Early intervention: a researcher at Concordia’s PERFORM Centre finds that preschoolers with poor short-term recall are more at risk of dropping out of high school.
If your toddler is a Forgetful Jones, you might want to help boost his or her brainpower sooner rather than later. New research shows that preschoolers who score lower on a memory task are likely to score higher on a dropout risk scale at the age of 12.
“Identifying students who are at risk of eventually dropping out of high school is an important step in preventing this social problem,” says Caroline Fitzpatrick, first author of a study recently published in Intelligence, and a researcher at Concordia’s PERFORM Centre.
She and the study’s other researchers, who are affiliated with the Université Sainte-Anne and Université de Montréal, have suggestions for how parents can help kids improve their memory.
The study examines responses from 1,824 children at age two and a half, and then at three and a half. That data is then compared to the school-related attitudes and results of these children when they hit grade seven.
Results were clear: those that do better on a memory-testing imitation sorting task during toddlerhood are more likely to perform better in school later on — and therefore more likely to stay in school. The imitation sorting task is specifically effective in measuring working memory, which can be compared to a childs mental workspace.
“Our results suggest that early individual differences in working memory may contribute to developmental risk for high school dropout, as calculated from student engagement in school, grade point average and whether or not they previously repeated a year in school,” says Fitzpatrick.
“When taken together, those factors can identify which 12 year olds are likely to fail to complete high school by the age of 21.”
Help at home
“Preschoolers can engage in pretend play with other children to help them practise their working memory, since this activity involves remembering their own roles and the roles of others,” says Linda Pagani of the Université de Montréal, co-senior author.
“Encouraging mindfulness in children by helping them focus on their moment-to-moment experiences also has a positive effect on working memory.”
Pagani also notes that breathing exercises and guided meditation can be practised with preschool and elementary school children. In older kids, vigorous aerobic activity such as soccer, basketball and jumping rope have all been shown to have beneficial effects on concentration and recall.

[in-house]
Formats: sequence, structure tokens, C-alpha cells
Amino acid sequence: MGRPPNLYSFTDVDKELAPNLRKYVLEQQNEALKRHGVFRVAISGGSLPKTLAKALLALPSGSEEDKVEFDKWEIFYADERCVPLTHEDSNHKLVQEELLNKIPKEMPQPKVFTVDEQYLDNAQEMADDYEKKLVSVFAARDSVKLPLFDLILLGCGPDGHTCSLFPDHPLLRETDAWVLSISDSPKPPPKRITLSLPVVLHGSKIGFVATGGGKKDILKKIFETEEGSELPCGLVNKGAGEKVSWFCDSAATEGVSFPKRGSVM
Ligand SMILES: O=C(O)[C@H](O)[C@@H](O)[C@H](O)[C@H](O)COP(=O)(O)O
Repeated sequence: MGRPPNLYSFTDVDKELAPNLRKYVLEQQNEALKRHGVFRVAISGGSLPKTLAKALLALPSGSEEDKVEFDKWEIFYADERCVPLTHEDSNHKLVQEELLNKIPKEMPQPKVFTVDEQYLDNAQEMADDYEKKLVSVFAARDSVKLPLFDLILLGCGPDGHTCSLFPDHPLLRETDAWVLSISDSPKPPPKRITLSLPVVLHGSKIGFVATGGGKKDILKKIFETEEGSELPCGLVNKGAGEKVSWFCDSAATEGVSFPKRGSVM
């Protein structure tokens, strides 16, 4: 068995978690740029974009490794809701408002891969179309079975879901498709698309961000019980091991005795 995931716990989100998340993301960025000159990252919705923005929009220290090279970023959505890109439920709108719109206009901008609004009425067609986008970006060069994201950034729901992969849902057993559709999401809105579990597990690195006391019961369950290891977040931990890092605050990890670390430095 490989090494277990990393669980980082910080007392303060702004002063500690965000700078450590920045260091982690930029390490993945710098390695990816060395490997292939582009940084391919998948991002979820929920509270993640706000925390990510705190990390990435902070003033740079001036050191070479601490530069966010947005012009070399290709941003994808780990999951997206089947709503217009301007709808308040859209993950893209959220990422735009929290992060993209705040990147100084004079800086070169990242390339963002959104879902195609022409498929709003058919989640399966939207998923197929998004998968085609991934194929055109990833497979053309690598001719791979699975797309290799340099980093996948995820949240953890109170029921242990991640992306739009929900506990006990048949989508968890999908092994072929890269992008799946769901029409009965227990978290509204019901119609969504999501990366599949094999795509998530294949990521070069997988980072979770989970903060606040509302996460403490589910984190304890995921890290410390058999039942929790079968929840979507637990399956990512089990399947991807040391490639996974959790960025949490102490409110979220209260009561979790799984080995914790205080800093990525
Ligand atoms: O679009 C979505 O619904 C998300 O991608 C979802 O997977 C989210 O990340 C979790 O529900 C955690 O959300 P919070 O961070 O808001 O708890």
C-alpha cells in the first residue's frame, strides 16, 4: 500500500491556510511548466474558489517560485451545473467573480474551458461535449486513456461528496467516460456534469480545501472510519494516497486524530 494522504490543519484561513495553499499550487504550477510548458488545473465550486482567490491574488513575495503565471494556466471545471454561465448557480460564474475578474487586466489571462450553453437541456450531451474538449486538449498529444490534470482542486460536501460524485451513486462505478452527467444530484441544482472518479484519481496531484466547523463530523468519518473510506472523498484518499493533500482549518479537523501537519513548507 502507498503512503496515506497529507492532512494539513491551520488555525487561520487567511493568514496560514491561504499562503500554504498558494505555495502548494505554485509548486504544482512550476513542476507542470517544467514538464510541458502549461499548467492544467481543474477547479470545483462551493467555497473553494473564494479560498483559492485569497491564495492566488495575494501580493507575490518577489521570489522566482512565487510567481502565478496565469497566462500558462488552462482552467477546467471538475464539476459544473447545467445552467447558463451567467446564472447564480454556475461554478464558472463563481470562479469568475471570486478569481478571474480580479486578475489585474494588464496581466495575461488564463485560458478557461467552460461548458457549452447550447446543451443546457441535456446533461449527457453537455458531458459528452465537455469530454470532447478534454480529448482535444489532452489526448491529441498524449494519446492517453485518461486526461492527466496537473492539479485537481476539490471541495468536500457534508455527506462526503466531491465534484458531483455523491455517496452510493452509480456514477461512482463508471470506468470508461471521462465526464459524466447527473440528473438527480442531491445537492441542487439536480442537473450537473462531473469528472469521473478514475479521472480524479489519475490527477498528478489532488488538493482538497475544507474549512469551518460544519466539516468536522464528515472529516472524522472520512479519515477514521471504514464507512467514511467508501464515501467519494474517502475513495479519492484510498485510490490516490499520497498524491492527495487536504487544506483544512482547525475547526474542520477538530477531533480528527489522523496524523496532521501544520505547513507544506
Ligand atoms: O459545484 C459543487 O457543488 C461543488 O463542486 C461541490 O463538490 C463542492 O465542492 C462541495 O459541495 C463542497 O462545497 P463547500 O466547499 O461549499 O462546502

The researchers note that another promising strategy for improving working memory in children is to limit screen time — video games, smartphones, tablets and television — which can undermine cognitive control and take time away from more enriching pursuits.
“Our findings underscore the importance of early intervention,” says Fitzpatick.
“Parents can help their children develop strong working memory skills at home, and this can have a positive impact on school performance later in life.”
First author Caroline Fitzpatrick is a researcher at Concordia’s PERFORM Centre and a professor of psychology at Université Sainte-Anne. Co-senior author Linda Pagani is a professor at the École de Psychoéducation at the Université de Montréal and a researcher at the Centre de recherche du CHU Sainte-Justine.
Funding: The study was conducted and supported by the Groupe de recherche sur les environnements scolaires.
Source: Cléa Desjardins – Concordia University Image Source: The image is in the public domain Original Research: Abstract for “Early childhood working memory forecasts high school dropout risk” by Caroline Fitzpatrick, Isabelle Archambault, Michel Janosz, and Linda S. Pagani in Intelligence. Published online December 2015 doi:10.1016/j.intell.2015.10.002
Early childhood working memory forecasts high school dropout risk
Individual differences in cognitive control contribute to academic success, engagement, and persistence toward long-term goal achievement. In a prior study, we found that preschool working memory, a component of cognitive control, predicts kindergarten academic competence and classroom engagement. In the present study, we assess whether preschool working memory contributes to high school dropout risk at age 13. Participants are 1824 children from the Quebec Longitudinal Study of Child Development who were individually assessed at ages 2.5 and 3.5 on working memory using the Imitation Sorting Task. Dropout risk, representing an index, comprised of grade retention history and concurrent school performance and engagement, was measured in spring of grade 7. We used logistic regression to estimate dropout risk from early childhood working memory while controlling for verbal and non-verbal IQ, socioeconomic status, and sex. A one point increase in children’s working memory skills predicted a 26% reduction in the odds of being in the high risk group for dropout. Higher socioeconomic status and intellectual skills also predicted lower high school dropout risk. Individual differences in preschool working memory may contribute to early detection of later high school dropout risk. These results suggest the importance of further developing early effective interventions aimed at strengthening cognitive control in children.
“Early childhood working memory forecasts high school dropout risk” by Caroline Fitzpatrick, Isabelle Archambault, Michel Janosz, and Linda S. Pagani in Intelligence. Published online December 2015 doi:10.1016/j.intell.2015.10.002